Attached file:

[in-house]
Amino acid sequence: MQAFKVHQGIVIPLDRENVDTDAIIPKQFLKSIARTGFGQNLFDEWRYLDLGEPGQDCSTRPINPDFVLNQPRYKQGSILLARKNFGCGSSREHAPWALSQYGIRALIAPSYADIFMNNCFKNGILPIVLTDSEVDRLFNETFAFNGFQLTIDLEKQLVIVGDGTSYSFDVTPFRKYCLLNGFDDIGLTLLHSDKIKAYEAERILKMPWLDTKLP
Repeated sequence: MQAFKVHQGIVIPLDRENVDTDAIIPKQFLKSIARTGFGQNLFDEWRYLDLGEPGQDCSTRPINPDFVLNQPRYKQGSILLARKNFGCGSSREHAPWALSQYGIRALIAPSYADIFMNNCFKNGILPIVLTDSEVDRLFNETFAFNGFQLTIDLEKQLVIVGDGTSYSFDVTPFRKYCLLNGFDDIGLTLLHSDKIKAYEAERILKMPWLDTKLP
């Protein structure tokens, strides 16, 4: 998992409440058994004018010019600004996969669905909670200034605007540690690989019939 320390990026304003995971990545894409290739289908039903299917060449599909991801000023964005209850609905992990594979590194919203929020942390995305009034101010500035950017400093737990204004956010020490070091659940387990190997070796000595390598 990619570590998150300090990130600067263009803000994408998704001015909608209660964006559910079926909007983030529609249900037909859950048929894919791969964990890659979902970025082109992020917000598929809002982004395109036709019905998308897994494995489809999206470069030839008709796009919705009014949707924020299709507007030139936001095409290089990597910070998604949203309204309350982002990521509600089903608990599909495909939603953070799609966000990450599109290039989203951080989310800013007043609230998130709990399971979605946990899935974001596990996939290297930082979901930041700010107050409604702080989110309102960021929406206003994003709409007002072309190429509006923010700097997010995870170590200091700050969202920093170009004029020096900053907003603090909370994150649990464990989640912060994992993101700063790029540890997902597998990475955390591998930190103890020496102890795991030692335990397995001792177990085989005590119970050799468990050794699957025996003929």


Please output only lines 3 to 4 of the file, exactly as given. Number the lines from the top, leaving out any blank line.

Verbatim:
Repeated sequence: MQAFKVHQGIVIPLDRENVDTDAIIPKQFLKSIARTGFGQNLFDEWRYLDLGEPGQDCSTRPINPDFVLNQPRYKQGSILLARKNFGCGSSREHAPWALSQYGIRALIAPSYADIFMNNCFKNGILPIVLTDSEVDRLFNETFAFNGFQLTIDLEKQLVIVGDGTSYSFDVTPFRKYCLLNGFDDIGLTLLHSDKIKAYEAERILKMPWLDTKLP
């Protein structure tokens, strides 16, 4: 998992409440058994004018010019600004996969669905909670200034605007540690690989019939 320390990026304003995971990545894409290739289908039903299917060449599909991801000023964005209850609905992990594979590194919203929020942390995305009034101010500035950017400093737990204004956010020490070091659940387990190997070796000595390598 990619570590998150300090990130600067263009803000994408998704001015909608209660964006559910079926909007983030529609249900037909859950048929894919791969964990890659979902970025082109992020917000598929809002982004395109036709019905998308897994494995489809999206470069030839008709796009919705009014949707924020299709507007030139936001095409290089990597910070998604949203309204309350982002990521509600089903608990599909495909939603953070799609966000990450599109290039989203951080989310800013007043609230998130709990399971979605946990899935974001596990996939290297930082979901930041700010107050409604702080989110309102960021929406206003994003709409007002072309190429509006923010700097997010995870170590200091700050969202920093170009004029020096900053907003603090909370994150649990464990989640912060994992993101700063790029540890997902597998990475955390591998930190103890020496102890795991030692335990397995001792177990085989005590119970050799468990050794699957025996003929």